For the participants on this blog who have longed for the lifting of the yoke of the Dillon Rule from the necks of local governments, major relief is in sight. However, you may not like the area in which it is being contemplated: taxation.
Generally, Virginia counties have less authority than cities and towns to levy certain taxes. Cities and towns have general authority in the Code to levy the following taxes: admissions, transient occupancy, cigarette, and meals. As far as counties are concerned, the General Assembly over the years has given individual counties, as specified in the statutes, authority to levy some of these taxes. In some cases, that authority carries limits and, in the case of the meals tax, it must be approved by local referendum to be effective.
As reported in today’s Richmond Times-Dispatch, legislation has been introduced in both houses of the General Assembly to provide counties the same taxing authority as cities and towns. Furthermore, it seems that these bills have widespread support. Particularly striking is HB 785, introduced by Del. Vivian Watts, D-Fairfax, chairman of the House Finance Committee, the committee that has jurisdiction over tax bills. Co-patron of the bill is Del. Terry Kilgore, a senior Republican from Scott County. The bill would provide counties general authority to levy these taxes, without any caps or referendum requirement.
If any of these proposals are enacted and your county subsequently adopts a new tax or increases an existing one, you can’t blame those Democrats in Richmond; you need to blame your board of supervisors. And, of course, these measures would not eliminate the application of the Dillon Rule in the Commonwealth. What the General Assembly giveth, the General Assembly can take away.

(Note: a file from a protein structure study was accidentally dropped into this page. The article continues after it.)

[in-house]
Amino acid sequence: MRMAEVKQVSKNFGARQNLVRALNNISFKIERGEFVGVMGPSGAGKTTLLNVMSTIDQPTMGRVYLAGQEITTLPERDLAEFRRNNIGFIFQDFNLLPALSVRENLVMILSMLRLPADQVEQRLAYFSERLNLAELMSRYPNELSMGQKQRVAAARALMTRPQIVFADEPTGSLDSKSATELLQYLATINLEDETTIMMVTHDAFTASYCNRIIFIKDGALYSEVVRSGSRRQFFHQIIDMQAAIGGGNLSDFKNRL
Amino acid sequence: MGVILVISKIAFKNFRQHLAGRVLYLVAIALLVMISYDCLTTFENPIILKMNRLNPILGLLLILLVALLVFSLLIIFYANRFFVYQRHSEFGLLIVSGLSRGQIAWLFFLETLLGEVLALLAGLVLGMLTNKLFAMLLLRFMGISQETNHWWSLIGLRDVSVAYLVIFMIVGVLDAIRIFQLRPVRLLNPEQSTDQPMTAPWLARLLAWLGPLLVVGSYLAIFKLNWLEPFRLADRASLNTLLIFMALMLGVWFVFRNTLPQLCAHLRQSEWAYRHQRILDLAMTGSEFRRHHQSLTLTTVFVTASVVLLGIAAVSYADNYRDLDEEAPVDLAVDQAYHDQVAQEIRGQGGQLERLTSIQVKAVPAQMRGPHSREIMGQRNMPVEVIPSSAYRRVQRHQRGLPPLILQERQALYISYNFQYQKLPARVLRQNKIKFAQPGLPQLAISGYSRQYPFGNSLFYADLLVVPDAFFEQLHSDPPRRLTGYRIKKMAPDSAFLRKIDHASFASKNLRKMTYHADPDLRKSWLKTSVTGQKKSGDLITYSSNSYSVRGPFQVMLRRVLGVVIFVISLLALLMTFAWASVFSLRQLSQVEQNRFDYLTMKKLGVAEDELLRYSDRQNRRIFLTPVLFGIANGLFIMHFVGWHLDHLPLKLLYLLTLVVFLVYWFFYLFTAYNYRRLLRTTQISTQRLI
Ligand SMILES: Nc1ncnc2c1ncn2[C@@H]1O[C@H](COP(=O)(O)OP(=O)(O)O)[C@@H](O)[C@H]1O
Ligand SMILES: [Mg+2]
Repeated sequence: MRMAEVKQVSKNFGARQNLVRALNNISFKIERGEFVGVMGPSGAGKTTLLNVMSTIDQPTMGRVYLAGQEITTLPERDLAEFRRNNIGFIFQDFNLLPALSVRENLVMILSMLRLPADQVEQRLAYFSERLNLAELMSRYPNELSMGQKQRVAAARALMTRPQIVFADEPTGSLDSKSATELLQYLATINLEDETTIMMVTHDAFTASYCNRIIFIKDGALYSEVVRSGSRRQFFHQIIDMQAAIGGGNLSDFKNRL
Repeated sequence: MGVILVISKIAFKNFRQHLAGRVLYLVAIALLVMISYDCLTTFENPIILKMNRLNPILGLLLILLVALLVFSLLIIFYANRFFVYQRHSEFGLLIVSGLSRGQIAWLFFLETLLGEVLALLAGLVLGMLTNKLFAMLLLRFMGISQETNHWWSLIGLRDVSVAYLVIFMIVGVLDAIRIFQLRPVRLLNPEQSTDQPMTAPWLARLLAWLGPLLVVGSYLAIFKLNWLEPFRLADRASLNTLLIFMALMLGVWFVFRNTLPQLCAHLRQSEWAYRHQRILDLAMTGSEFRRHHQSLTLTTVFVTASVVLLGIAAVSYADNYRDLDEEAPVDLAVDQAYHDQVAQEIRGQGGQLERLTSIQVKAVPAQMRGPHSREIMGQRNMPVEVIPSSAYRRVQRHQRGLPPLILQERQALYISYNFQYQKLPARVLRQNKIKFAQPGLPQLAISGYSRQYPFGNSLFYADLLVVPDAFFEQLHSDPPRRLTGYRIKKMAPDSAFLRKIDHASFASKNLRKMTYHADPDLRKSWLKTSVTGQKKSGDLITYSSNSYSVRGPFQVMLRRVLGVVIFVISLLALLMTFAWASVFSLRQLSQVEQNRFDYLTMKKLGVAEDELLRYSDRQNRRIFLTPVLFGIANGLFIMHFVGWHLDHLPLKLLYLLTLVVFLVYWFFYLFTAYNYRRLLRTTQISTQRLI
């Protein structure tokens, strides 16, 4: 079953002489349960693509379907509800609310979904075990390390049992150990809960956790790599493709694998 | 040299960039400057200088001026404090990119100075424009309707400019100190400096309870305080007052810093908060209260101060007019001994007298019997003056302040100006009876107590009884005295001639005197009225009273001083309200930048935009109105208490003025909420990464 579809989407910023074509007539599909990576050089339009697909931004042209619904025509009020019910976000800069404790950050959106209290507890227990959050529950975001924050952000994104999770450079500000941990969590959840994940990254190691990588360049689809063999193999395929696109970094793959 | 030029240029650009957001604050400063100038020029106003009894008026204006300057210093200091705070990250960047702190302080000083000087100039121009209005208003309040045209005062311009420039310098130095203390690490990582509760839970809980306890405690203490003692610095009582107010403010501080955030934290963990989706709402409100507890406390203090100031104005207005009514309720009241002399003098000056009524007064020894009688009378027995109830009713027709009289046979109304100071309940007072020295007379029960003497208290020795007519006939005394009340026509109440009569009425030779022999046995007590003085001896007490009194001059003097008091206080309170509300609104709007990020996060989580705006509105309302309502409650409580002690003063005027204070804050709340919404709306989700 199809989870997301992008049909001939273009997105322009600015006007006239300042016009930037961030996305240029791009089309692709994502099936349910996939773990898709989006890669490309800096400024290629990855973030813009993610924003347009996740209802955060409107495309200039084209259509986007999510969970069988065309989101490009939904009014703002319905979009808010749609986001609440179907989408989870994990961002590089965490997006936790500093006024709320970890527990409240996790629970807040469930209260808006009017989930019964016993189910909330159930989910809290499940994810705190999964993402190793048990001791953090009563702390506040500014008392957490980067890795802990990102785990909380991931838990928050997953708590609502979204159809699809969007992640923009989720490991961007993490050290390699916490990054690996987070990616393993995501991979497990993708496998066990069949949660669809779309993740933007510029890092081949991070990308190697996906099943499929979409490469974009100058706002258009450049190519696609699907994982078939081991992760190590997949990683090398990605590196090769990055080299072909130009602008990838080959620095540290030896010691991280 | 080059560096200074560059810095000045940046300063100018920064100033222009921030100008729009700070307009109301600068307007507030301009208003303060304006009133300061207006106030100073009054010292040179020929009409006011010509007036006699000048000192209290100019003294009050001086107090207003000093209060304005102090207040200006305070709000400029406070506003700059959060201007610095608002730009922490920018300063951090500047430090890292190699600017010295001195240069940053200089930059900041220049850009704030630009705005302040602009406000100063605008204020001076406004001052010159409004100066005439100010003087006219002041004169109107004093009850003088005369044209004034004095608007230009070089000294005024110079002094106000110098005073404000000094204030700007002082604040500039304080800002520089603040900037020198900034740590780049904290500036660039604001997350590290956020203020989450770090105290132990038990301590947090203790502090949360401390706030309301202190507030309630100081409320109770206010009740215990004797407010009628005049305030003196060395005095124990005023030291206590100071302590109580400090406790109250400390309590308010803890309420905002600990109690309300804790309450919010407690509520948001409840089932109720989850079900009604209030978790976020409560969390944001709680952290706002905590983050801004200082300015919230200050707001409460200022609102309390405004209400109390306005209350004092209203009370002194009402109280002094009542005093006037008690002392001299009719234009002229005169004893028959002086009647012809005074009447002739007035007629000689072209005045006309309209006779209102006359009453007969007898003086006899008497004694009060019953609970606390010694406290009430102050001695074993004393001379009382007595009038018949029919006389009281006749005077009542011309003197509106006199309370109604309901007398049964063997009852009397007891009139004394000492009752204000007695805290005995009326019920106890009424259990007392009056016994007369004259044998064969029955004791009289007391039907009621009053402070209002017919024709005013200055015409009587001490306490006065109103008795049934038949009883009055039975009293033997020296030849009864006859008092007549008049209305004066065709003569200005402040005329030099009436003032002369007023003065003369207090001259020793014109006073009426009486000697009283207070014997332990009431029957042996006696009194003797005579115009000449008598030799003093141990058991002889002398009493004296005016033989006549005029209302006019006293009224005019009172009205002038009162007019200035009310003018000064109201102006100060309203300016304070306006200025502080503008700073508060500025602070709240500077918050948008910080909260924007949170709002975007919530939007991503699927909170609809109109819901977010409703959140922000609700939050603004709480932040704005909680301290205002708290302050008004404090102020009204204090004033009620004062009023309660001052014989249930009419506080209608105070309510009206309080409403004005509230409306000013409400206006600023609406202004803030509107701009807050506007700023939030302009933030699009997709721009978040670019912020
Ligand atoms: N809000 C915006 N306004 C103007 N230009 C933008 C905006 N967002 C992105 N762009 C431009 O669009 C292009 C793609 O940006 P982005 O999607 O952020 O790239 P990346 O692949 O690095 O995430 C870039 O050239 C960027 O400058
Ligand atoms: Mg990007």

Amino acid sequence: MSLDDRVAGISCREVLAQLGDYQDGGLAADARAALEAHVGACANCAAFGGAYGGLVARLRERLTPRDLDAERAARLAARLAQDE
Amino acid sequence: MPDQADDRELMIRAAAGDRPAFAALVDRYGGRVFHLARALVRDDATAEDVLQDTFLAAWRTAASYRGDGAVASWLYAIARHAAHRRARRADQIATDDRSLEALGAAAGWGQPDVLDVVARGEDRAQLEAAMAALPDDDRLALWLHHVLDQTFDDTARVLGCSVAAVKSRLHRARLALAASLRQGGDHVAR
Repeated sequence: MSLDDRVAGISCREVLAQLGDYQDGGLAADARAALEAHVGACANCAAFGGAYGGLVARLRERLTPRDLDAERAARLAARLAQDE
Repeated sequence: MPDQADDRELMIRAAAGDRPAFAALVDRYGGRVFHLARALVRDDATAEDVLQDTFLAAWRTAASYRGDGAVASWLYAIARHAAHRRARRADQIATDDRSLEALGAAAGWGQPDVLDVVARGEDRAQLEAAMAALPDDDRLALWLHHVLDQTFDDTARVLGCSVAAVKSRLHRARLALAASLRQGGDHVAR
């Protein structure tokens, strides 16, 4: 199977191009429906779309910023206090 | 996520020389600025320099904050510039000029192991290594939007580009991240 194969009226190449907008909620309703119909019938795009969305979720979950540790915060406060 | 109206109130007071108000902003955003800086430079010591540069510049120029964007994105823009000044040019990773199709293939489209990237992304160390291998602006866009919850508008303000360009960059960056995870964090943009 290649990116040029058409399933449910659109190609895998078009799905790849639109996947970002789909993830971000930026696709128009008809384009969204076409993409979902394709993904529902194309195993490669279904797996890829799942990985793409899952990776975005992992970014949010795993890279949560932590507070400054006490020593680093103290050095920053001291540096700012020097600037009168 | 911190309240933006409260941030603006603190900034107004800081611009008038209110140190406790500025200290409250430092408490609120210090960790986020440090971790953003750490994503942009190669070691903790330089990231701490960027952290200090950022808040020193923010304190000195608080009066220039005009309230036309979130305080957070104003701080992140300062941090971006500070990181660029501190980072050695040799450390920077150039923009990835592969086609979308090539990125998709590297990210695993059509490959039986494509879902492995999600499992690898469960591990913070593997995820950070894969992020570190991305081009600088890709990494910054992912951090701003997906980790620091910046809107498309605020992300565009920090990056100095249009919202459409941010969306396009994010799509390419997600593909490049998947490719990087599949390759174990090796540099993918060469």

By Steve Haner
More than 400,000 Virginians failed to receive their $110 “Windfall Income Tax Rebate” in 2019 because, for perfectly valid and acceptable reasons, they didn’t file their returns by July 1. That allowed the Commonwealth of Virginia to hold onto $46 million more of the un-legislated state tax increase created by conforming to new federal tax rules.
Some undetermined number of those were military families with a Virginia “tax home” who routinely get extra time to file. It could include servicemen and women deployed in combat zones.
Del. Jason Miyares, R-Virginia Beach, had his House Bill 607 all teed up to fix that today in the House Finance Committee. It would have allowed those late filers to get the rebate this year, instead. But the bill was not up for quick action today in order to pass, but in order to die. The Northam Administration was prepared to oppose the bill and seek its defeat, given it blows a hole in the revenue estimates for the new budget. Continue reading